Zoratti folk art rabbit

Happy Easter and Happy Spring!

Decorate for Easter with a primitive folk art bunny like this one. It was made in the 1960s by Silvio Zoratti (1919-1992) of Conneaut, Ohio. Zoratti, a stone carver, made folk art—carved wooden cartoon figures that resembled American presidents, religious icons, a menagerie of wild and domestic animals, and other portraits in wood, stone and cement. He filled his yard with the painted wooden figures to entertain his grandchildren. Many, like this rabbit, have inset eyes made of marbles.

Soon after Ed Sullivan introduced the Beatles to his television audience in the early 1960s, Zoratti, an Italian-American, carved "Musicians," his portraits of the longhaired Fab Four. The group was one of his most admired carvings. Another was a nine-foot high totem pole made to resemble American presidents’ heads.

He carved for his own enjoyment. During his lifetime none of his artworks were for sale. His colorful wood carvings deteriorated because of the effects of the snowy northeast Ohio winters. Many required annual repairs, were repainted or even discarded; but the stone carvings and cement figures last longer.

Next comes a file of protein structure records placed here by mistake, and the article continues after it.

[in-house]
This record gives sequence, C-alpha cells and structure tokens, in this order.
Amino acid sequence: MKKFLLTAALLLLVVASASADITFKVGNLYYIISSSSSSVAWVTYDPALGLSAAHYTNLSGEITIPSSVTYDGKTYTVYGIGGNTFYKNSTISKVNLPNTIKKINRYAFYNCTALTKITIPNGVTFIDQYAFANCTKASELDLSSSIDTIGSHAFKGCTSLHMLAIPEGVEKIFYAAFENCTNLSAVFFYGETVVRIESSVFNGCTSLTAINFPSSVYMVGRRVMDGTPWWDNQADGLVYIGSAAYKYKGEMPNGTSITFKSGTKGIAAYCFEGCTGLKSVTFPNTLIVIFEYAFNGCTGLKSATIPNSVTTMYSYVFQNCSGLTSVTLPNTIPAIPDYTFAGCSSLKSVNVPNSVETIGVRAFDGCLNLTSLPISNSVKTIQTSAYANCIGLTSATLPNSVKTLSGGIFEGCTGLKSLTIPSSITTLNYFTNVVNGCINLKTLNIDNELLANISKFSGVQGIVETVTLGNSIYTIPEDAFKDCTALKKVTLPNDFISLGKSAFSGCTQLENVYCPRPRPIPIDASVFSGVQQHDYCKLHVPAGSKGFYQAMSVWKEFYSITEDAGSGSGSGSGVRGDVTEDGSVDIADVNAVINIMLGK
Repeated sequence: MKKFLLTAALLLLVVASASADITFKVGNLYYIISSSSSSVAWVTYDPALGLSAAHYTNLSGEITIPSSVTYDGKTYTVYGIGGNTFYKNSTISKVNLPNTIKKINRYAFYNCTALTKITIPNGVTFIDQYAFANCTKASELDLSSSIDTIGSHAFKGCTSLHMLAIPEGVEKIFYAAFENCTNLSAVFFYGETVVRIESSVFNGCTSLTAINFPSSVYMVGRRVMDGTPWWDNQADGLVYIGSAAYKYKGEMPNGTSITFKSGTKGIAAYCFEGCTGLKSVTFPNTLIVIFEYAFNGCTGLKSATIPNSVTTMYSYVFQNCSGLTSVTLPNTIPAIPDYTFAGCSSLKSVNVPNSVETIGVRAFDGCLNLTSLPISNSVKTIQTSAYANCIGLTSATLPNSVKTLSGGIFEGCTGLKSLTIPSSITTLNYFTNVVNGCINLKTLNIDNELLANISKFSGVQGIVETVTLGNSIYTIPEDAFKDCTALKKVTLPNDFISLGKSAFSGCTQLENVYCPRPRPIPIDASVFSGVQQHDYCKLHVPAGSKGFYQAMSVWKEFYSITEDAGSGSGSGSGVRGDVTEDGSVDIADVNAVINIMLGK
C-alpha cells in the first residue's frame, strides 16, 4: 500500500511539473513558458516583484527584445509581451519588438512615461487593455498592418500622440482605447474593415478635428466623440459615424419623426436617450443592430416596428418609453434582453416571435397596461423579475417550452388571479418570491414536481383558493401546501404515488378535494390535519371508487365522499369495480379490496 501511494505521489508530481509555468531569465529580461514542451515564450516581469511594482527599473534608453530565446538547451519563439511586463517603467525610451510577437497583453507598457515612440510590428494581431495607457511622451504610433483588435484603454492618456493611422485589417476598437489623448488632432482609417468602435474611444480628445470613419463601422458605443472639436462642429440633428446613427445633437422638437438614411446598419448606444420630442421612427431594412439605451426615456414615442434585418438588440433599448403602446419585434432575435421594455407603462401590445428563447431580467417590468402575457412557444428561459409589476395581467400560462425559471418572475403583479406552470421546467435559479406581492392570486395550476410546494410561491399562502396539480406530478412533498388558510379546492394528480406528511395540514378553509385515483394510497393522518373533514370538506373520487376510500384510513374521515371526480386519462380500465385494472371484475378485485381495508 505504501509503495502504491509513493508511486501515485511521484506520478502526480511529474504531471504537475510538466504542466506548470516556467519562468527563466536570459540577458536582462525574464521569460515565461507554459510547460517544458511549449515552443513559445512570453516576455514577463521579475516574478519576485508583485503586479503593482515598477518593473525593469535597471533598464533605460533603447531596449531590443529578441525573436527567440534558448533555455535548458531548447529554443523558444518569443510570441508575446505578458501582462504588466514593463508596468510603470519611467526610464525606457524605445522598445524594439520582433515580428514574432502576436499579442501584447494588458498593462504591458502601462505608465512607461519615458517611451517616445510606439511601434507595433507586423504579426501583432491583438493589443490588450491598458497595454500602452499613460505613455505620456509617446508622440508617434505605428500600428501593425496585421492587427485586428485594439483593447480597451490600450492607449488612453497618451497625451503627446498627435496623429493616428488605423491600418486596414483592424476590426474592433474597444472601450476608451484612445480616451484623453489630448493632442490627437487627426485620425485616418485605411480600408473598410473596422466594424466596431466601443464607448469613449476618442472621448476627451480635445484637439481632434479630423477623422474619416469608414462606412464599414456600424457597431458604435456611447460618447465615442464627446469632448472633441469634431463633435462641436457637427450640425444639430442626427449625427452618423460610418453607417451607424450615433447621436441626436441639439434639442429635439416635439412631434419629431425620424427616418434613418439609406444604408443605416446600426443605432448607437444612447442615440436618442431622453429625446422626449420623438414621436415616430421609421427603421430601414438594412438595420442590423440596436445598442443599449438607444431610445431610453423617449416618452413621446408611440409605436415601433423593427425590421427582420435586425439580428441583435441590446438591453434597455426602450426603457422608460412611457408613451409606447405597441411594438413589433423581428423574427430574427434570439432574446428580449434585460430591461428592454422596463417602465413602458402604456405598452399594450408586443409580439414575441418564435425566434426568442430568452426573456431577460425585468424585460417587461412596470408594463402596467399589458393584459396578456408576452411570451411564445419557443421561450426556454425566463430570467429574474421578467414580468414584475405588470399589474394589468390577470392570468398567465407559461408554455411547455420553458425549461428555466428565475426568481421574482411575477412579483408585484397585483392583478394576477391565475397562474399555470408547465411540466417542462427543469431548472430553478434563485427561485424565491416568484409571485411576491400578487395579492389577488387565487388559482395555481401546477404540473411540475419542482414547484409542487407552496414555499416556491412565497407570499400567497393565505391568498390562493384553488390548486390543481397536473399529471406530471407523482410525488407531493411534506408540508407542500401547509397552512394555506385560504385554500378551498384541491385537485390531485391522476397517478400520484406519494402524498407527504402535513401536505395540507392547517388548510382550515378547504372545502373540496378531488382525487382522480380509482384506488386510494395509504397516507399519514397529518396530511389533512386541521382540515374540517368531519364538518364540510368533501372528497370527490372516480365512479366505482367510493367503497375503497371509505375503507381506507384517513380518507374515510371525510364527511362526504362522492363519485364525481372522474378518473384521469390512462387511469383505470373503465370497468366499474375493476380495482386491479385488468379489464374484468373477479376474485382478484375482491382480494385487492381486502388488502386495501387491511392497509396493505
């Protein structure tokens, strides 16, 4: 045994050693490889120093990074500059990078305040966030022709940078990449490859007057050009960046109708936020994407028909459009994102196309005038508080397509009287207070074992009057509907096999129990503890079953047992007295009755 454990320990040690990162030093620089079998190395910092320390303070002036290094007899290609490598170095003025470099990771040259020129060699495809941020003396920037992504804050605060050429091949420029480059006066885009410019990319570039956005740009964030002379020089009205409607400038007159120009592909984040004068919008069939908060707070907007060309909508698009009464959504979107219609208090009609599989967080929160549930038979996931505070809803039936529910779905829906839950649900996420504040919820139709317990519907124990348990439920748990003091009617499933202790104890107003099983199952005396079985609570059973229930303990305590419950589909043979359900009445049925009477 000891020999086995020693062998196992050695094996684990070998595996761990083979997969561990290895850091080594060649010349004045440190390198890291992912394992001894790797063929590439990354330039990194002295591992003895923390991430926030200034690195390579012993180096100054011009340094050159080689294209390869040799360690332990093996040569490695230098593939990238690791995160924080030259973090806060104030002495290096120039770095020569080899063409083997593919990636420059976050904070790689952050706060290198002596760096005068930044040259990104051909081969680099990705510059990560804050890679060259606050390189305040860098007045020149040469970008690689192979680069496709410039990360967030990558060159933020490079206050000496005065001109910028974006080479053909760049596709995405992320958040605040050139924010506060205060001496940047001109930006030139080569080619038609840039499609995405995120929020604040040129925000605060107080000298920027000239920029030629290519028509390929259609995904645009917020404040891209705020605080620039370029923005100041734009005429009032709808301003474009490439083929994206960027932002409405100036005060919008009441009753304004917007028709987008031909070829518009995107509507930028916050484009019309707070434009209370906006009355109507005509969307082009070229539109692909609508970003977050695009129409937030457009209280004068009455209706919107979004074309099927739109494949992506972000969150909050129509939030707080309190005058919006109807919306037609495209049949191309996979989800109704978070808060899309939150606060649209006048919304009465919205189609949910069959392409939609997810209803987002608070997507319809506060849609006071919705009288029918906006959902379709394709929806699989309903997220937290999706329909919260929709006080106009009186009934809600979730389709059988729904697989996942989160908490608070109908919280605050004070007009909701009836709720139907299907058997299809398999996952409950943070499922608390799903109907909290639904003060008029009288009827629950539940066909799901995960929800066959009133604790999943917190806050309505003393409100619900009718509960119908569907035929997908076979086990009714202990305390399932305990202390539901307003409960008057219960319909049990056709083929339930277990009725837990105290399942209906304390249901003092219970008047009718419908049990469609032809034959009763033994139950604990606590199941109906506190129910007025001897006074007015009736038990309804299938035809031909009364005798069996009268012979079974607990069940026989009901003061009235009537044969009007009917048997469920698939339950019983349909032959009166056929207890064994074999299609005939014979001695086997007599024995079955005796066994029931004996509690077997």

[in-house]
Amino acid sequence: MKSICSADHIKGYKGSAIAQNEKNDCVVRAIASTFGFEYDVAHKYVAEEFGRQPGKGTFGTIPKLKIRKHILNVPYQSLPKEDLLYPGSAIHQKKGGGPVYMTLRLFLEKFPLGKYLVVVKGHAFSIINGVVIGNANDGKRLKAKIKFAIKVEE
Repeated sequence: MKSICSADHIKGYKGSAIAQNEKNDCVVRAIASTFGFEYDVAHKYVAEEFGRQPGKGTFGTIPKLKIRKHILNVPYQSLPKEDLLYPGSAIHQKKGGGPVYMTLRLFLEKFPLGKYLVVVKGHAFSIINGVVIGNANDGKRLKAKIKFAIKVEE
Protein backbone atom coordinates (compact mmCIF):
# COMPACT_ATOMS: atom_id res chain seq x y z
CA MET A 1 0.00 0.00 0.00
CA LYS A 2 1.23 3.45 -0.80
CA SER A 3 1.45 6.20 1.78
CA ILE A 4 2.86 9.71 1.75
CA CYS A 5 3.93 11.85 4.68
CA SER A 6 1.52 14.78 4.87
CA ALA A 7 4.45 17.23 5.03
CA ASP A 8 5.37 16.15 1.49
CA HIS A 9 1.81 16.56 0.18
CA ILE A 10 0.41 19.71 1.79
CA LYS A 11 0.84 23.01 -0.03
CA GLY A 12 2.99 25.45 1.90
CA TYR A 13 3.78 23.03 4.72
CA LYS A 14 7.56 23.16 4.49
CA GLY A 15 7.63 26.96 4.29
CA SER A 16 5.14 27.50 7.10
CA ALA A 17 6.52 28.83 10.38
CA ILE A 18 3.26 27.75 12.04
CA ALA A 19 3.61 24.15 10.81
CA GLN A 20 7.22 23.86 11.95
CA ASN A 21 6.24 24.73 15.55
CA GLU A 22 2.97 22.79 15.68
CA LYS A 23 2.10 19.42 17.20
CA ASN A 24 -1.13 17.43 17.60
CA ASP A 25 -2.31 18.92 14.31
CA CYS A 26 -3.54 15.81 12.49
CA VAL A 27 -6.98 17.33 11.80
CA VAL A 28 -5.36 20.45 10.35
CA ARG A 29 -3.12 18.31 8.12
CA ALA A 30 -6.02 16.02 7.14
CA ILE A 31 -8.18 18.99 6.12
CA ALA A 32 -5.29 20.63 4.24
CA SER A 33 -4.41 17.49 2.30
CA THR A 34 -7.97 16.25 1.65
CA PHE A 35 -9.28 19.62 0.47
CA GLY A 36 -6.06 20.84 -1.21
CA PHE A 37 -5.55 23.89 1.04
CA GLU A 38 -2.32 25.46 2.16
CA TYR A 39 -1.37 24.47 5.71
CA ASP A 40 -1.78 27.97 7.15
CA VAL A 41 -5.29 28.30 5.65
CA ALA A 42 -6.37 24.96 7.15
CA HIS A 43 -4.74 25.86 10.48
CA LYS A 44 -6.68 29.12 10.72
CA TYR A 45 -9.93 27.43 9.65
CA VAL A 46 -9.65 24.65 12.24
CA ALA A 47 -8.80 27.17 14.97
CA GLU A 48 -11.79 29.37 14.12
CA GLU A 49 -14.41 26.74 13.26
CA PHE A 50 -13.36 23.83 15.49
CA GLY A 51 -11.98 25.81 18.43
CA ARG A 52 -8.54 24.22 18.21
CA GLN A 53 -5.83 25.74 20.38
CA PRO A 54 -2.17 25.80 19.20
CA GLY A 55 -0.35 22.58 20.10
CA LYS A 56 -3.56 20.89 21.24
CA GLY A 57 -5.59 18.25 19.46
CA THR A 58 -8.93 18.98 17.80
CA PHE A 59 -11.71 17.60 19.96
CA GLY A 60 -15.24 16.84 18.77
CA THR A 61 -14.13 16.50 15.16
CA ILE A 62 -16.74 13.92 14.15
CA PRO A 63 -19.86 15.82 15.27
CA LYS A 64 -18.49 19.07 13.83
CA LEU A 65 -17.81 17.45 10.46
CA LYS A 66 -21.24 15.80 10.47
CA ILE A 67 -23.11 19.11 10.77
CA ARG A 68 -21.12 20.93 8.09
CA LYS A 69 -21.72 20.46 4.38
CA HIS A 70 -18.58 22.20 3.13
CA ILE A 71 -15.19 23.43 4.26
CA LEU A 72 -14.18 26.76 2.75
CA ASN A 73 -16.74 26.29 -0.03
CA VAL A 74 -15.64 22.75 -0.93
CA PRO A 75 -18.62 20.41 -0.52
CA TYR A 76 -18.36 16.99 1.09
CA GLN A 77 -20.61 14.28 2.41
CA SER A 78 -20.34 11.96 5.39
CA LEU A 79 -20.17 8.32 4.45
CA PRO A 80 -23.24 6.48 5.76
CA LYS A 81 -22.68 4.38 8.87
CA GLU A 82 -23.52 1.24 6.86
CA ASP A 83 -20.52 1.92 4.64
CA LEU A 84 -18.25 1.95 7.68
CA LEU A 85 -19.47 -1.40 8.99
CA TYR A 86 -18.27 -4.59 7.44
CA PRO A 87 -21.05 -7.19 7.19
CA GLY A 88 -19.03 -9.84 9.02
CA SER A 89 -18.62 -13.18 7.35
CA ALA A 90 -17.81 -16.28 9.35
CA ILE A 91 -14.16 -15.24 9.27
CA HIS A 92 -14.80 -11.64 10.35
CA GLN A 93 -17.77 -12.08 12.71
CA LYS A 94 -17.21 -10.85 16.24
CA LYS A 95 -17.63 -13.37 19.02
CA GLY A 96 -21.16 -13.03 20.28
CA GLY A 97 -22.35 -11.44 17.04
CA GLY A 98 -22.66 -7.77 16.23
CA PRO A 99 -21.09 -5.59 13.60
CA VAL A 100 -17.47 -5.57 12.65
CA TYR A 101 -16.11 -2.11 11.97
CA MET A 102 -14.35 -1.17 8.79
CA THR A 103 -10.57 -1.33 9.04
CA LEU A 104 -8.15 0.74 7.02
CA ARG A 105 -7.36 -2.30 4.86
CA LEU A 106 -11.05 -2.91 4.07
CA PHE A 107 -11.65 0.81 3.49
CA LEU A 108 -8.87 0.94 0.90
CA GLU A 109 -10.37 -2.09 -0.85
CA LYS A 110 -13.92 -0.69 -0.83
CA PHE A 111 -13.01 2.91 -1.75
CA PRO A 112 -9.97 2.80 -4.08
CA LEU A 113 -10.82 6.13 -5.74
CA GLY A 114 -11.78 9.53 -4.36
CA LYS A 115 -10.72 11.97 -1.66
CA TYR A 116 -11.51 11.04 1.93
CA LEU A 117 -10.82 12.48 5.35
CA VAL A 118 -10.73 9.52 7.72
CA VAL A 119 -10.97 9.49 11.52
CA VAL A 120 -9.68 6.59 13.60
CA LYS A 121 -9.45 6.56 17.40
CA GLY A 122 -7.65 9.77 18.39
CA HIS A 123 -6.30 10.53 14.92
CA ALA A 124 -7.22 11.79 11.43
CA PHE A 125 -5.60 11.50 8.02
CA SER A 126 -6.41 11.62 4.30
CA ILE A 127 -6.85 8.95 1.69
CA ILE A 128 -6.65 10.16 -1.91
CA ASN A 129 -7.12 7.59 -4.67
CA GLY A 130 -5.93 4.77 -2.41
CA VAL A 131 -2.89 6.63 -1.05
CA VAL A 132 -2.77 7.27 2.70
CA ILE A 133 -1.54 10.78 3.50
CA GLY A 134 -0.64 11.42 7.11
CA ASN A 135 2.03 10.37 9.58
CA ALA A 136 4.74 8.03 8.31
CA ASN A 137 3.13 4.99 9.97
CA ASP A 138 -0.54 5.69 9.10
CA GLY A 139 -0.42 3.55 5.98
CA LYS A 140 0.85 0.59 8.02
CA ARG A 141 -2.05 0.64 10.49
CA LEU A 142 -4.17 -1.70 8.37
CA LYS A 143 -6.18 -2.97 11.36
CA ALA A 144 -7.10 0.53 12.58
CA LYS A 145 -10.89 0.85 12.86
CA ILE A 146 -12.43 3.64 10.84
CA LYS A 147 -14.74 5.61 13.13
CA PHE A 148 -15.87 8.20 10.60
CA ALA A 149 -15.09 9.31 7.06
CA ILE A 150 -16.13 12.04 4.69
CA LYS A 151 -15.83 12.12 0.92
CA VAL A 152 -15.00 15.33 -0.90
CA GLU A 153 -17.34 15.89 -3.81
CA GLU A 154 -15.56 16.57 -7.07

Sample prices: Small animals have sold from $800 to $3,000 for larger ones. In 2010, a triceratops and meercat sold for $80. All were marked with inscribed S.P. Zoratti.

Find more folk art prices in the FREE online price guide at Kovels.com and in Kovels on Antiques & Collectibles Price Guide, 2012, available in our online shop and in your local bookstore.

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